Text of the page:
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Mercury C557
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Sources Say: F-150’s 4.8L V8 To Feature Dual Injection, Replace 5.0L Coyote
FordAuthority

by Aaron Birch — Dec 19, 2016


Should the refreshed, 2018 Ford F-150 and 2018 Ford Mustang bow at next month’s Detroit North American International Auto Show as we’re expecting, both cars might have the same new, normally-aspirated 4.8-liter V8 wedged under their hoods.

The engine, which was alluded to during discussions of the new labor contract between Unifor and Ford Canada, will outright replace the 5.0-liter “Coyote” V8 currently found in both the Ford F-150 and Mustang GT, according to an unnamed source. The same source tells us that this new engine will feature dual injection – that is, both direct and port fuel injection – to achieve greater efficiency than the outgoing 5.0L...

...The combination of both dual injection, and variable valve timing like that found on the Coyote, should permit a higher compression ratio than the Coyote’s respectable 11.0:1. With higher compression generally comes more power, meaning that the new 4.8L could well outperform the 5.0, despite its slightly smaller displacement...
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Does higher compression favor horsepower or torque more?
I am guessing this will have better performance, and slightly better MPG than the Coyote with the 10-speed.
 

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It does seem odd to me that they would be coming out with a completely different motor already rather than applying the updates to the Coyote. Wonder if it will maintain the current flathead style firing order or go back to the modular V8 firing order.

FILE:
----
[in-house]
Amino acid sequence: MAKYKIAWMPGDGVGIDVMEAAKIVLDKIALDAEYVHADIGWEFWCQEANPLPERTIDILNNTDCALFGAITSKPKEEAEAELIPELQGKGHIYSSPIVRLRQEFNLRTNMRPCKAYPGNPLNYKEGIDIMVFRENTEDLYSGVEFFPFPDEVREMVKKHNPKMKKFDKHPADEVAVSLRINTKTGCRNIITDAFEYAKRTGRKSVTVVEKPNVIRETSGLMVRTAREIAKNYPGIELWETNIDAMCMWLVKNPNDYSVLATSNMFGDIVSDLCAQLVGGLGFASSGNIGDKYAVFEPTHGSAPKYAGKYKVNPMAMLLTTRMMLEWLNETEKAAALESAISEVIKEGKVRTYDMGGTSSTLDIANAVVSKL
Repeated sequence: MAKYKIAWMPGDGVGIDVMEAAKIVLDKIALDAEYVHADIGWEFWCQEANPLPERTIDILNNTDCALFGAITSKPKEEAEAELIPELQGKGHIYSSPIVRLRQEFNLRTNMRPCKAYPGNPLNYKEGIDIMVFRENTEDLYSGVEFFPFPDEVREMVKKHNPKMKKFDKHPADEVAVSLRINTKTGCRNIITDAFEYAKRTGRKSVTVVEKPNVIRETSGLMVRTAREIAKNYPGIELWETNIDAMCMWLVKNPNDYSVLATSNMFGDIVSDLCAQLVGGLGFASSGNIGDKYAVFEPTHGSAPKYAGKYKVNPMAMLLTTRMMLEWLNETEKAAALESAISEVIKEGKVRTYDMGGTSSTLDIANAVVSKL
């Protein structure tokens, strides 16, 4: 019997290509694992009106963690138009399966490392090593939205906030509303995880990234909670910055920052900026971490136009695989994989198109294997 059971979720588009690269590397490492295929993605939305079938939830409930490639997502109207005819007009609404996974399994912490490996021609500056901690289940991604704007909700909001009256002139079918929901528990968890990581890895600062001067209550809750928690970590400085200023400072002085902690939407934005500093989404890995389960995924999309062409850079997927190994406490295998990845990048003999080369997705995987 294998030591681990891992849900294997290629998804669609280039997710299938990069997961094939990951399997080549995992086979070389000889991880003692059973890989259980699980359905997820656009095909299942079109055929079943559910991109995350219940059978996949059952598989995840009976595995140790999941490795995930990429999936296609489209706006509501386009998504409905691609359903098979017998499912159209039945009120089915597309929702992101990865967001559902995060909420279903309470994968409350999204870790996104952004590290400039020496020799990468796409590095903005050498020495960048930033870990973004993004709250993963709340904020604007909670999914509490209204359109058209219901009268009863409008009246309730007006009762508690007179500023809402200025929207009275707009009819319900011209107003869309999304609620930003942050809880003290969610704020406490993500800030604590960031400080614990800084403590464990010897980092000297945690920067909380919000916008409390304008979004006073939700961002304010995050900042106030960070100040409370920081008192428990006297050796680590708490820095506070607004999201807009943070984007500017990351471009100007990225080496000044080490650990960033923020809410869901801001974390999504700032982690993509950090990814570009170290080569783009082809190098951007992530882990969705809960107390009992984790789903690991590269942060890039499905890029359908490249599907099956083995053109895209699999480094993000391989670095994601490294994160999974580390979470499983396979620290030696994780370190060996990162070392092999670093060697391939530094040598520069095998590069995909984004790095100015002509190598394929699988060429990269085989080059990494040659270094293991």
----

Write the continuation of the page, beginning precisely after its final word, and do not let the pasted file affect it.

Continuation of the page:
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It does seem odd to me that they would be coming out with a completely different motor already rather than applying the updates to the Coyote. Wonder if it will maintain the current flathead style firing order or go back to the modular V8 firing order.
Maybe they still will do updates for the 5.0 but only for something like the Super Duty? Wonder if anything will be shared at all with the 4.8 but from the sounds of the article it might be all new.
 

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I worry that Ford is misunderstanding the power the "5.0" badge carries...but I'm very curious about the upcoming engine(s)...!
 

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I worry that Ford is misunderstanding the power the "5.0" badge carries...but I'm very curious about the upcoming engine(s)...!
As iconic as the 5.0 badge is I think the power is in making as much as reasonably possible in this hyper competitive sports car market.
 

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I should clarify a bit, when I mentioned slightly larger displacement, I really meant very slightly. It's advertised displacement will not change. A bit more bore diameter will help with less valve shrouding, and still maintain the coveted five point oh. Now, from that information, anyone with a small aptitude in engine building or knowledge, will understand why they would do that (cough...voodoo components....cough).

Oh, and there will be no FP crank in it.

But my point in mentioning this, was to clarify that the coyote is going nowhere.